Before you go you can check out my weekly hot blog picks:
- CRO with Google Optimise (fellow Dog Colleague Angus Carbarns – you're welcome)
- 7 Features you’ll only find in the new AdWords Interface (Search Engine Land)
- Google Analytics rolling ‘ask a question (Search Engine Land)
As always folks, until next week, have a great weekend when it comes!
Gordon Carslaw, Senior Digital Marketing Executive
Women’s Euro 2017 – The Hat trick Heroes
I still vividly remember the day my father took me into the garden with a ball and oh so gently rolled it to my dainty feet. It was at the point as I went to pick it up that he slapped my hands away…and I’ve been kicking footballs ever since.
And so it gives me great pleasure, like so many other sports fans around the world, to see what a positive step it is to have female football gradually rocking the nation. But it’s not the painted faces, unusual warm ups nor even Michael Owen’s questionable commentating skills that keep me glued to updates on this years’ UEFA Women’s Euros. It is seeing the wonderful marketing campaigns growing around it, all with the purpose of making the beautiful game more accessible to young girls and women around the world. Finally brands are beginning to wake up to the commercial potential of women's sport sponsorship, and creating some great campaigns and partnerships to resonate with their target audiences.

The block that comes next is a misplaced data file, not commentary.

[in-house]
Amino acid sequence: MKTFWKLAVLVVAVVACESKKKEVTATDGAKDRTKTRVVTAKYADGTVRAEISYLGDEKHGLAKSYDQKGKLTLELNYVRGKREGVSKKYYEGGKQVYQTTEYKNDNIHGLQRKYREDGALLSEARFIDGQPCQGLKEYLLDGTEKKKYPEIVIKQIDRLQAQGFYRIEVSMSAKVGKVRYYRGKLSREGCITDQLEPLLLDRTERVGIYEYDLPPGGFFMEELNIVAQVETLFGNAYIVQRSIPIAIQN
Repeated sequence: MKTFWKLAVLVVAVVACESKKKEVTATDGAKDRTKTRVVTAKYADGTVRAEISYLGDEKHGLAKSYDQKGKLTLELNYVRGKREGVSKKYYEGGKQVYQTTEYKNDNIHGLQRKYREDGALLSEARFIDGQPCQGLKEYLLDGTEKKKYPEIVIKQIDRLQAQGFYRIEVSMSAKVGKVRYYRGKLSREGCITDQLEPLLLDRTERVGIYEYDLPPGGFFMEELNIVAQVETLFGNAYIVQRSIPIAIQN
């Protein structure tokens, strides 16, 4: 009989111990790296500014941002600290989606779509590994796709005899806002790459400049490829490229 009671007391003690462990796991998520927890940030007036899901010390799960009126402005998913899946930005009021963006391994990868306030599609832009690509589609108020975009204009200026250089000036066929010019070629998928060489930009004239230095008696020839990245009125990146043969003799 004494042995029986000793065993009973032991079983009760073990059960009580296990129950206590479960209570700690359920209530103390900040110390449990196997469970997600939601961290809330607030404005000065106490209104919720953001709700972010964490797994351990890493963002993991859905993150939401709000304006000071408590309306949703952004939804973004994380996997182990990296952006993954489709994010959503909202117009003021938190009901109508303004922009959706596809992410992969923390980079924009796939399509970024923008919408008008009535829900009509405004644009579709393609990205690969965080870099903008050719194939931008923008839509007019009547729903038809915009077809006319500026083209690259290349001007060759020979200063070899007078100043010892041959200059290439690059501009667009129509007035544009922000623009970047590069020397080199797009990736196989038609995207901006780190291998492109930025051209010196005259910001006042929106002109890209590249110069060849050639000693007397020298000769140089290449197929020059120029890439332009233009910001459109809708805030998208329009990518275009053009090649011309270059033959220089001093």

So let’s see who’s on their way to dream goals this summer - unlike Scotland after Wednesday’s performance…we need say no more.
Lionesses and Little Mix
England’s marketing team has hit the ground running with its EURO campaign, having teamed up with Little Mix to get huge support from young girls across the UK. The partnership cleverly engages the team, with Little Mix’s fan base, typically ranging from 12-18 years old. The band's latest hit ‘Salute’ is perfectly fitting in encouraging support for the Lionesses. Check it out here on the FA website.